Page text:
Dr. Mark Holder
- Associate Professor
- Associate Curator
Dr. Mark Holder develops statistical and computational approaches for estimating genealogical relationships.
My research revolves around statistical phylogenetics and its applications to evolutionary biology. In particular, I focus on Bayesian techniques for inferring phylogenies. I have contributed to development of Markov chain Monte Carlo methods used to implement Bayesian tree inference, but my primary interest is in the evolutionary models and prior assumptions that underlie these methods. Improvements to models allow us to estimate trees more accurately and assess the error in our estimates. More importantly, the development of richer models lets us use the comparative approach to a wide range of biological problems. Current Activities/Research Program Currently, I am working on a collaborative effort to improve the techniques available for multiple sequence alignment. My research group, along with collaborators at the University of Texas, University of Nebraska, University of Georgia, and Penn State University, will focus aligning sequences for the purposes of phylogenetic analysis. In particular, we will try to extend the realm of data set sizes for which it is feasible to use methods that simultaneously align sequences while searching for trees that best explain the data. The focus of the work here at KU will be on fast ways to approximate the maximum likelihood estimate of a phylogeny and history of insertions and deletions. In the next phase of my research program, I will be building on the emerging field of context-dependent evolutionary models. Most phylogenetic models of sequence evolution make the unrealistic assumption that different sites evolve completely independently of each other. Building on recent Markov chain Monte Carlo techniques (Jensen and Pedersen, Advances in Applied Probability, 32, 2000), researchers have begun to explore models that consider constraints on the entire sequence. For example, the requirement that a protein must fold into a particular three-dimensional structure in order to function, constraints the amino acids that are allowed in a sequence. A mutation in one site may change the state-space of residues allowed at its neighbor (or an interacting site in the folded configuration). Initial efforts to construct phylogenetic models to explicitly accommodate the influence of protein tertiary structure (for examples see Robinson et al., Molecular Biology and Evolution, 20, 2003; Rodrigue et al., Gene, 347,2005; but also see Thorne et al., Molecular Biology and Evolution, 24, 2007). My work will focus on modeling the constraints on protein evolution more accurately. I am also interested in applying this class of context-dependent model to the analysis of morphological character evolution.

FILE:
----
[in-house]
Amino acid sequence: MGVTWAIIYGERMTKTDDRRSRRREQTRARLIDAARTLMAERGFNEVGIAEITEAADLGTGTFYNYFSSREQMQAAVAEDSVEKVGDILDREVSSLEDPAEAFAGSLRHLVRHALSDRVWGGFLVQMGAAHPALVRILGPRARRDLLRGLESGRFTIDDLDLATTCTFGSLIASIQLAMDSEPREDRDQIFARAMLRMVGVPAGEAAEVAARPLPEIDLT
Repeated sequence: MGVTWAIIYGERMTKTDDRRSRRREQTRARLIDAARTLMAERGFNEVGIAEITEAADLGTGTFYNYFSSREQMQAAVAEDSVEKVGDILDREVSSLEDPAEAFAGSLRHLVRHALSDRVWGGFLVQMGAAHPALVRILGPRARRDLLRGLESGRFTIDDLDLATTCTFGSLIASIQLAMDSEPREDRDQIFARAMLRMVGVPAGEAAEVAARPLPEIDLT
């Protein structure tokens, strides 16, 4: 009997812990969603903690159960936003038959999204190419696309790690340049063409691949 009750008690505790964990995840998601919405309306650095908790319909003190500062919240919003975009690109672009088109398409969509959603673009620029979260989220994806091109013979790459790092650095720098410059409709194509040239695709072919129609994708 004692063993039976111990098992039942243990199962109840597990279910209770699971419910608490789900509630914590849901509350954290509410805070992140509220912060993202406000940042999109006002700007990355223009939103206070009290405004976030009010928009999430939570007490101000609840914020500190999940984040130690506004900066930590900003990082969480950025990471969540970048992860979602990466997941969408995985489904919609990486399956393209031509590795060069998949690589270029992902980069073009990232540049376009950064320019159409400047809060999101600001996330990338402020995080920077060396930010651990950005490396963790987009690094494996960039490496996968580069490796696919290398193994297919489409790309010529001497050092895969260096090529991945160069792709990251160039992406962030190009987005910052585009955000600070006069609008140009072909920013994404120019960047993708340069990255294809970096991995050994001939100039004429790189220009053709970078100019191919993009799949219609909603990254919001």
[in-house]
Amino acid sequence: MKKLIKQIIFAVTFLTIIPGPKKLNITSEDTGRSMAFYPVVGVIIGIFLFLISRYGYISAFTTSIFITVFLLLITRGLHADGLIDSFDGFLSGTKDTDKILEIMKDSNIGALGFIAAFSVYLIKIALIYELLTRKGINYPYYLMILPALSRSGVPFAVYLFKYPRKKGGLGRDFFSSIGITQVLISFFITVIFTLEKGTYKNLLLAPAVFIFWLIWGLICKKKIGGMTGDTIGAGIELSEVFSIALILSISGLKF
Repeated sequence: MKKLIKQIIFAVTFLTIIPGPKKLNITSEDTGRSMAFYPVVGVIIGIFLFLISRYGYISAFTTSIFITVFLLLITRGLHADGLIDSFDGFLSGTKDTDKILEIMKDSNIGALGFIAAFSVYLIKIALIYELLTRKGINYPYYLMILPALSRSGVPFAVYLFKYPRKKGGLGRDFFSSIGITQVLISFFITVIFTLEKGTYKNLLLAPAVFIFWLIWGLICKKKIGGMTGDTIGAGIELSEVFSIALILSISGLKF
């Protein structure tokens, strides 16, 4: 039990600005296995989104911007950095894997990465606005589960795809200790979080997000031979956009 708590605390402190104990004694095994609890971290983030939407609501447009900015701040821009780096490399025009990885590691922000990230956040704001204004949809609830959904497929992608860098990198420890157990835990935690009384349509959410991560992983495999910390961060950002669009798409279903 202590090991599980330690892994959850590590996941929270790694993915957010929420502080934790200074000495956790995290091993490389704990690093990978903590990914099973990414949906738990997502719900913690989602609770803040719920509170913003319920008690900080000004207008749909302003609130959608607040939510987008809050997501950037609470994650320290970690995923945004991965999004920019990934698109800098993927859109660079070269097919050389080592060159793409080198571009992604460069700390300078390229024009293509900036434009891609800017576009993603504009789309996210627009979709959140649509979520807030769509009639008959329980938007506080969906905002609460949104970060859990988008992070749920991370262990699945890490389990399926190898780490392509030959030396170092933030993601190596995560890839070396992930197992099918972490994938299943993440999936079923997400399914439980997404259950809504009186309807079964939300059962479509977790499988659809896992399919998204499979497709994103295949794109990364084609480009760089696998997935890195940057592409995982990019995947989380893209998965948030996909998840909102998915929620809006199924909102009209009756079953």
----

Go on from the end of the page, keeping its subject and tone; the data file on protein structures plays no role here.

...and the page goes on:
Selected Publications —
Redelings, Benjamin D, and Mark T Holder. “A Supertree Pipeline for Summarizing Phylogenetic and Taxonomic Information for Millions of Species.” Journal Articles. PeerJ, March 1, 2017. https://doi.org/10.7717/peerj.3058.
McTavish, Emily Jane, Mike Steel, and Mark T. Holder. “Twisted Trees and Inconsistency of Tree Estimation When Gaps Are Treated as Missing Data- The Impact of Model Mis-Specification in Distance Corrections.” Journal Articles. Molecular Phylogenetics and Evolution 93 (November 2015): 289–95. https://doi.org/10.1016/j.ympev.2015.07.027.
McTavish, Emily Jane B, Cody Hinchliff, James Allman, Joseph Brown, Karen Cranston, Mark T Holder, Jonathan Rees, and Stephen A Smith. “Phylesystem: A Git-Based Data Store for Community Curated Phylogenetic Estimates. .” Journal Articles. Bioinformatics 31, no. 17 (4, 2015): 2794–2800. https://doi.org/10.1093/bioinformatics/btv27.
Lewis, Paul O, Mark T Holder, and David Swofford. “Phycas: Software for Bayesian Phylogenetic Analysis.” Journal Articles. Systematic Biology 64, no. 3 (January 9, 2015): 525–31. https://doi.org/10.1093/sysbio/syu132.
Oaks, J. R., J. Sukumaran, J. A. Esselstyn, C. W. Linkem, C. D. Siler, M. T. Holder, and R. M. Brown. “Evidence for Climate-Driven Diversification? A Caution for Interpreting ABC Inferences of Simultaneous Historical Events.” Journal Articles. Evolution 67 (2013): 991ΓÇô1010. https://doi.org/10.1111/j.1558-5646.2012.01840.x.